The annual Google Science Fair is an effort to encourage young people from all over the world to think about what’s next. Whether it’s in health, ecology, or entrepreneurship, Google has been doing its part to turn the spotlight onto an international group of youngsters who are doing just that.
Today, Google announced the 15 finalists of this year’s Science Fair, a group of young scientists whose projects are tackling a variety of real world problems, from helping those with hearing loss enjoy music to telemedicine and bringing water purification systems to the masses.
The final group of 15 has been selected from a group of 90 regional finalists, with the chosen few receiving word in a Google+ Hangout session this morning.
For those unfamiliar, the Google Science Fair is an international online science competition in which individual students (or groups of three) between 13 and 18 can submit their most innovative ideas in pursuit of the “Science In Action” prize. The competition asks students to complete a “scientific investigation into a real world problem or issue,” and carry out their investigation from experimentation, recording of the results, and a conclusion. Students are then asked to submit their ideas (showing their work, of course) and leave the rest in the hands of the judges.
The winners were broken down into three age categories: 13-14, 15-16, and 17-18. You can see the winners below and find out more about their projects here. The U.S. was represented by the most finalists, with seven in all, backed by three students from India, and one each from Swasiland, Ukraine, Spain, Malta, and Canada. Surprisingly, after the girls cleaned up last year, winning top prizes in each of the age categories, the boys fared better this year, with fifteen in total, compared to six young ladies.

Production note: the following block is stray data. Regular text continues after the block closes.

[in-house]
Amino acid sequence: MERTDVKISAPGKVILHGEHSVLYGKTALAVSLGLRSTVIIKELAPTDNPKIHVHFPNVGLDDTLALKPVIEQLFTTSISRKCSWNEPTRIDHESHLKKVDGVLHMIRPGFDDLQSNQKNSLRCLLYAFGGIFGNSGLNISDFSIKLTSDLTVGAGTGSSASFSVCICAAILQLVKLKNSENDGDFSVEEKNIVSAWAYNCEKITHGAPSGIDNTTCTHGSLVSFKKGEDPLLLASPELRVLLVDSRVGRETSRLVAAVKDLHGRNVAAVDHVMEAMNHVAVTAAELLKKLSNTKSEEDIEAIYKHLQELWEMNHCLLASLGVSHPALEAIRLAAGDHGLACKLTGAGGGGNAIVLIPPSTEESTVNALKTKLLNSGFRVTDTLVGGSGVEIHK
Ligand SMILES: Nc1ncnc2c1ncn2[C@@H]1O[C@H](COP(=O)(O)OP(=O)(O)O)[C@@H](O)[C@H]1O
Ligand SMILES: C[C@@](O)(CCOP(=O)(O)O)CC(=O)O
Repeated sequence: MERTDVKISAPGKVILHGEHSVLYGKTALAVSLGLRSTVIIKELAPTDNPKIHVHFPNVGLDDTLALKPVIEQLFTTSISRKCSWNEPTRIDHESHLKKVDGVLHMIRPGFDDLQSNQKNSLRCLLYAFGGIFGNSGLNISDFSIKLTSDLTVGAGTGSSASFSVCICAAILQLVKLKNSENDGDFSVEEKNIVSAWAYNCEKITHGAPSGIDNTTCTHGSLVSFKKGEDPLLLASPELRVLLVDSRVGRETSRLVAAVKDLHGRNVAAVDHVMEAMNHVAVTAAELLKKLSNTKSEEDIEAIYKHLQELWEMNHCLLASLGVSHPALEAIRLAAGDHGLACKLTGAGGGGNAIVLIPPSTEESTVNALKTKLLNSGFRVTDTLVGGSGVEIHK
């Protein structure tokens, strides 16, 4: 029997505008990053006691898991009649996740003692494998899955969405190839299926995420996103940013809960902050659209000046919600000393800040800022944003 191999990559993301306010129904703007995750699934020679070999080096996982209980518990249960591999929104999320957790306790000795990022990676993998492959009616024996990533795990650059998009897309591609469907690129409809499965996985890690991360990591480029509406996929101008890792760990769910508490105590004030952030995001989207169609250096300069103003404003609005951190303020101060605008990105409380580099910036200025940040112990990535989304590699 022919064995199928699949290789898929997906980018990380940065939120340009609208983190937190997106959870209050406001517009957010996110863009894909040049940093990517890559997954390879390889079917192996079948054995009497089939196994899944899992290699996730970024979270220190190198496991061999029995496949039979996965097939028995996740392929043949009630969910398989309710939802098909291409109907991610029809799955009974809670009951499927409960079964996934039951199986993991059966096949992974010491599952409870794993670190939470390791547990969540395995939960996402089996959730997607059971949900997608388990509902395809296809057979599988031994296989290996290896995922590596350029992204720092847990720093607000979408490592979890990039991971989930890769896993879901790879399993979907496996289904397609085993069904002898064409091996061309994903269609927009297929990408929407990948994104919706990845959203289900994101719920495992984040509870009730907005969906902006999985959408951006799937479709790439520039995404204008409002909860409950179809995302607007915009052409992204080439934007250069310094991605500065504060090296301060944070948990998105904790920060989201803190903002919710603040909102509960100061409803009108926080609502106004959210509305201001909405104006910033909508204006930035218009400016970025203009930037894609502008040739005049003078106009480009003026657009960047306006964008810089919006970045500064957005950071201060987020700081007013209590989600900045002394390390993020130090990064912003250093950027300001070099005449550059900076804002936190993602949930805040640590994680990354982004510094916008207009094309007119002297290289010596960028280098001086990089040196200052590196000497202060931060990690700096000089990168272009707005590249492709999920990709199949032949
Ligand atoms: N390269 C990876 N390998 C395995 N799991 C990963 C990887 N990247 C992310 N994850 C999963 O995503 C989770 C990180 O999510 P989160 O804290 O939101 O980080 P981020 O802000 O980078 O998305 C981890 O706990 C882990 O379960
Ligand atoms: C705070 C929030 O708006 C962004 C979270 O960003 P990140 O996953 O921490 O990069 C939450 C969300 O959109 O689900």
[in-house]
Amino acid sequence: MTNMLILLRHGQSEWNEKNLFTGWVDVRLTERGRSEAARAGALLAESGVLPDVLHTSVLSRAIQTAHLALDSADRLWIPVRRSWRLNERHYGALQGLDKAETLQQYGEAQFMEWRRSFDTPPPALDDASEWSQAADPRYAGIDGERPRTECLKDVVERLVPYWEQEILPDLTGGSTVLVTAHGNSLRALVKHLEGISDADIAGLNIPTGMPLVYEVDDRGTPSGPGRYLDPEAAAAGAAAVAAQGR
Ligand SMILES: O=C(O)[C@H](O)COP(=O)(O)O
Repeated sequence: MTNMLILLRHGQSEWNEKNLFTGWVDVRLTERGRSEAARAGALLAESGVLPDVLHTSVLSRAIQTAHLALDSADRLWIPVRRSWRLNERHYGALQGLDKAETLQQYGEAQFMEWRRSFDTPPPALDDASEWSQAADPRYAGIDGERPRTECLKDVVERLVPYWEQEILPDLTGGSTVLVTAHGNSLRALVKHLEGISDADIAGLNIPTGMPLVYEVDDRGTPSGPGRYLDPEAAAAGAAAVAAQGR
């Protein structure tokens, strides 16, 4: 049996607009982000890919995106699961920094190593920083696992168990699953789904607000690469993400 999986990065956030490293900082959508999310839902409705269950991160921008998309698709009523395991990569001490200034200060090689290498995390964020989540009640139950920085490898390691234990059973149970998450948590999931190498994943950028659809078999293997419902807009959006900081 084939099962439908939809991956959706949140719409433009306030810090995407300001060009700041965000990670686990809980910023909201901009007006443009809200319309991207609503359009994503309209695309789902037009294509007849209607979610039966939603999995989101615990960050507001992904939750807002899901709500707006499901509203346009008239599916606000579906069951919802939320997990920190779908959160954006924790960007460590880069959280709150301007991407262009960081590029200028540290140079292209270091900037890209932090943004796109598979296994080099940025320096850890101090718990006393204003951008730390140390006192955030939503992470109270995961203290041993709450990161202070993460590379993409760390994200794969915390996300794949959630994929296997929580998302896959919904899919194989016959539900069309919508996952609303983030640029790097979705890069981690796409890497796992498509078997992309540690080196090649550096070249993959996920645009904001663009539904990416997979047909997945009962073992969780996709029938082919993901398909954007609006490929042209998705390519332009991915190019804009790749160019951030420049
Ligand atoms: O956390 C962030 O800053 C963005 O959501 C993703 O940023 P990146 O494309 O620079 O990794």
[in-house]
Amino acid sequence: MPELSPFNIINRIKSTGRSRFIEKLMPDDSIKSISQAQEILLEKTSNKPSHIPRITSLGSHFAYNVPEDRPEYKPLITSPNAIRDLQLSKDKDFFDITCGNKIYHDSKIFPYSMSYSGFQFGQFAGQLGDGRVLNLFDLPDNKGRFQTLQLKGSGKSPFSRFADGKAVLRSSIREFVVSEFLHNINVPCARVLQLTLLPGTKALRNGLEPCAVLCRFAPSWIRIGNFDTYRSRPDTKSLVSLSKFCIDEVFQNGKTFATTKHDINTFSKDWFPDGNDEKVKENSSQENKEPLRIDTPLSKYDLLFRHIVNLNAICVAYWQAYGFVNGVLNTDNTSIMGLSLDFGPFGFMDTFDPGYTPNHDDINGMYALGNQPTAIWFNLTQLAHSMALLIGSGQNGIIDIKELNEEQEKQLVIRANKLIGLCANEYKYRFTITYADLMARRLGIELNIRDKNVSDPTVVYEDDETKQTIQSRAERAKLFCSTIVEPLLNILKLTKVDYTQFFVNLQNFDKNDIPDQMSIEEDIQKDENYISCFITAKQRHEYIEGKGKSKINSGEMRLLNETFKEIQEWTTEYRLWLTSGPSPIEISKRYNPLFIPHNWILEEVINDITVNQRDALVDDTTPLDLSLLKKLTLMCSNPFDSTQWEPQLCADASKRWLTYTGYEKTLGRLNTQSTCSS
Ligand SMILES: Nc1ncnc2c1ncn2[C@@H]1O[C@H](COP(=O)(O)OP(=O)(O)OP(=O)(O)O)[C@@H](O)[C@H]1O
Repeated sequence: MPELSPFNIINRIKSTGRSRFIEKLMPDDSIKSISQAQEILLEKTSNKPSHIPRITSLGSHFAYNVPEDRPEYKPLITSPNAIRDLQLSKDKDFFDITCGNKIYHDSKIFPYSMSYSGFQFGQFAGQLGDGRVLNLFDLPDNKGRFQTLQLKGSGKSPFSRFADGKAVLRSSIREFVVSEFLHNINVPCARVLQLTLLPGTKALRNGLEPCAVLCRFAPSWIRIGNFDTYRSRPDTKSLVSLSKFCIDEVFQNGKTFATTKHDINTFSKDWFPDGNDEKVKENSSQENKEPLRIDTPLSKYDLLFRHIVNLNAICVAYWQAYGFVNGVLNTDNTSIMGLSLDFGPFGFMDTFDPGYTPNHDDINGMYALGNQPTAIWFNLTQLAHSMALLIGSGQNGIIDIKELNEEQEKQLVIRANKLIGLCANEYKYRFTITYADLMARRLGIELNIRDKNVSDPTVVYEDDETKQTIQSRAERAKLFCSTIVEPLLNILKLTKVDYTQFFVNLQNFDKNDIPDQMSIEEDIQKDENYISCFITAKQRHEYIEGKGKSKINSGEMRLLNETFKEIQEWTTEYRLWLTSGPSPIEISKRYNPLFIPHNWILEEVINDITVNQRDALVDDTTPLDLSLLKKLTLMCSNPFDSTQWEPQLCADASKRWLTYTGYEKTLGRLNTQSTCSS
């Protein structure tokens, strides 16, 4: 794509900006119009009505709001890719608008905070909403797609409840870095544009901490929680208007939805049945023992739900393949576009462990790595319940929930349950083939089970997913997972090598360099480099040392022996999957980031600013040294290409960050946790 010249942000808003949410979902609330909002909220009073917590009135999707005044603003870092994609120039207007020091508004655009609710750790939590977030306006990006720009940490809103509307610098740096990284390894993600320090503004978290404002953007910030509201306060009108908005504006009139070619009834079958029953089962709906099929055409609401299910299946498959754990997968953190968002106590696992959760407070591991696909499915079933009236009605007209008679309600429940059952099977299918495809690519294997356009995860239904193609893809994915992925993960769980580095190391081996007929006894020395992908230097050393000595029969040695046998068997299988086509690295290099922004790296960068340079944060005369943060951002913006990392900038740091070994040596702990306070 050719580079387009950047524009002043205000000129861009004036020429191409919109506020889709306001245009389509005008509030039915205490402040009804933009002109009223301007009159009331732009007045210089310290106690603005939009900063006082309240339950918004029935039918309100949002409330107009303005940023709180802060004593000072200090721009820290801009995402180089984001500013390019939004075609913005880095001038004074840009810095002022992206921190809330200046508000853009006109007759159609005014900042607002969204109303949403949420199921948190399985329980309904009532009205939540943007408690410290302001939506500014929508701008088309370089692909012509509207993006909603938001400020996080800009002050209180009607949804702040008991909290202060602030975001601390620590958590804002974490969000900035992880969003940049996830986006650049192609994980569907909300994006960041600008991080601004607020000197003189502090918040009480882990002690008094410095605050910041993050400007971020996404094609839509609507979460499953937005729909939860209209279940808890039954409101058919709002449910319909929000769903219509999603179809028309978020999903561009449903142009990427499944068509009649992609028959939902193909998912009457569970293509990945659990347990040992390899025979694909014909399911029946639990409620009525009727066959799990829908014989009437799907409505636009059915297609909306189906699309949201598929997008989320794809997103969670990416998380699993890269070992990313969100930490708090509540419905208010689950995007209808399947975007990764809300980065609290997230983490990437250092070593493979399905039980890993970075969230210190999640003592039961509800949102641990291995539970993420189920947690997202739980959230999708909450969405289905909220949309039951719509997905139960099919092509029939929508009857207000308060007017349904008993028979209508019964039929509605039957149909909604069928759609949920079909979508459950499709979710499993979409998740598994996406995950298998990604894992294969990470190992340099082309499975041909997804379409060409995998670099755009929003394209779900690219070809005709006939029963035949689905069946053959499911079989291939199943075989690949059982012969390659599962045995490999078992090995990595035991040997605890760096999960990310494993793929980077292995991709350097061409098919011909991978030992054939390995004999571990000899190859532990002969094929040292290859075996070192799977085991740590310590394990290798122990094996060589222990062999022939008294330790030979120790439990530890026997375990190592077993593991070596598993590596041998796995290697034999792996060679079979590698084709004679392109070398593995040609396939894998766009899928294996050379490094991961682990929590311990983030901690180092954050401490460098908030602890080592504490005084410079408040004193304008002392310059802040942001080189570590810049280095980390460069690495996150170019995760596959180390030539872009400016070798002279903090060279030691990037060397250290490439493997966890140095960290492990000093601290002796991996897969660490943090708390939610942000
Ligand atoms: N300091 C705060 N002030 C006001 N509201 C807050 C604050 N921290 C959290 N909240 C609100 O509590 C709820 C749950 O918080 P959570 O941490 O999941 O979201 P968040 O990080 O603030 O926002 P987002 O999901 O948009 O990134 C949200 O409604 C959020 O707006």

As to what’s next? In July, all fifteen finalists will get to head to Google’s headquarters in Mountain View, where they will present their projects to a panel of judges, competing for the final prize. Top honors include $100K in scholarship funds, a chance to check out 100-year-old tortoises in the Galapagos, among others. The winners will be announced on July 23rd, streamed live over YouTube.
Google also announced that Scientific American awarded a special “Science in Action” prize to a “project that addresses a social, environmental, ethical, health or welfare issue to make a practical difference to the lives of a group or community.” Sakhiwe Shongwe and Bonkhe Mahlalela from Swaziland claimed the top prize for their project, which develops an “affordable way to provide hydroponics to poor subsistence farmers.” On top of $50,000 in prize funds, the winners are receiving access to a year’s mentorship “to explore how their project can help the lives of subsistence farmers in Swaziland and around the world.” (The pair are also still in the running for the age category and grand prizes.)
Way to go, young scientists. Makin’ the world proud.
Age 13 – 14
Sumit Singh, Lucknow,India (also nominated for the Scientific American Science In Action award)
Sakhiwe Shongwe and Bonkhe Mahlalela, Swaziland
Alexy Klozkov and Milena Klimenko, Ukraine
Martin Schneider and Joshua Li, USA
Jonah Kohn, USA
Age 15 – 16
Rohit Fenn, India
Iván Hervías Rodríguez, Marcos Ochoa and Sergio Pascua, Spain
Sabera Talukder, USA
Catherine Wong, USA
Kimberley Yu and Phillip Yu, USA
Age 17 – 18
Yassine Bouanane, Canada
Raghavendra Ramachanderan, India
Melvin Zammit, Malta
Brittany Wenger, USA
Yamini Naidu, USA